June 27, 2008
- What Congress Didn’t Do This Week
- Gitmo Prison Cell Replica on the National Mall
- Threats to India-US Nuclear Deal
- International Whaling Commission Wraps Meeting in Chile
- Two Public Housing Advocates Charged with Acts of Terrorism
50-50 Chance for Ice-Free Arctic Summer This Year
Scientists are predicting that this year could be the first time in human history that the Arctic will have an ice-free summer. satellite images analyzed by the National Snow and Ice Data Center show that Arctic sea ice is melting at a faster rate than it did in 2007 – which was already a record low for summer ice in the North Pole. Arctic experts say the chances of an ice-free summer this year are about 50-50. Scientists had previously predicted the Arctic would have ice free summers within 8 decades. Earlier this month, the National Snow and Ice Data Center revised that forecast to predict ice-free Arctic summers within 5 years. The new predictions are the gravest yet, with an even-odds chance that the Arctic could be an open water way by August of this year.
New York Couple Sentenced in Enslavement Case
A Long Island woman convicted of enslaving two Indonesian domestic workers has been sentenced to 11 years in prison. Her husband is due for sentencing later today. Christine Lewis reports from New York City.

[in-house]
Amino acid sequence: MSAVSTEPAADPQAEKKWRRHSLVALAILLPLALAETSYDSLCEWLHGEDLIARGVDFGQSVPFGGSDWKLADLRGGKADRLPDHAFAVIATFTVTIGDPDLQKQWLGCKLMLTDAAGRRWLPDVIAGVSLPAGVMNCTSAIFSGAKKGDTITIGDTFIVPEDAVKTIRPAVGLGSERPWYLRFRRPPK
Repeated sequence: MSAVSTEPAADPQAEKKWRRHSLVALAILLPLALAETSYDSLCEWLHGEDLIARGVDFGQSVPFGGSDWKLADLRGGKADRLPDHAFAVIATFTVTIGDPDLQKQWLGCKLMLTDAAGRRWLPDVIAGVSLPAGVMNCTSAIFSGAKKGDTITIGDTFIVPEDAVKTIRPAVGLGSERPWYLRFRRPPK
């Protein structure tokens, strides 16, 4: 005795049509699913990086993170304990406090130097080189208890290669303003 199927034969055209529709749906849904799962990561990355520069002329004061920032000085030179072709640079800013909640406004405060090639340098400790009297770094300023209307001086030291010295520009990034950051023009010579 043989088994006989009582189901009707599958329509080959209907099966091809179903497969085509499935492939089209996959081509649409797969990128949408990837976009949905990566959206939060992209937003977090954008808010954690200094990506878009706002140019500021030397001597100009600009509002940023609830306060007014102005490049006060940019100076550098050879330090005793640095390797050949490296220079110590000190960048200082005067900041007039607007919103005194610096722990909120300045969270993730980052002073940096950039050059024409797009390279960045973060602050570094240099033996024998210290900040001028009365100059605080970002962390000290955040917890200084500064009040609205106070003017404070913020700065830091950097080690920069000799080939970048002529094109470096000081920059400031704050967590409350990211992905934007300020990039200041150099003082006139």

Mahender and Varsha Sabhnani were found guilty in late 2007 on 12 counts, including forced labor and involuntary servitude. The Sabhnanis hired 2 women, known only by their first names, Samirah and Enung, in 2002 and 2005 respectively. The women said the Sabhnanis confiscated their passports and abused them in a variety of ways, including scaldings with boiling water, beatings with brooms and rolling pins, and forcing them to eat hot chile peppers and even their own vomit. The women were freed in May 2007. Attorneys for the two women are seeking $1.1 million dollars in back wages from the Sabhnanis. Advocates for domestic workers in New York said at a press conference outside the courthouse today that these abuses highlight the dire need for labor protections for domestic workers, who are excluded from most federal labor laws. For FSRN, I’m Christine Lewis in New York.
Dr. Sami Al-Arian Indicted on Contempt Charges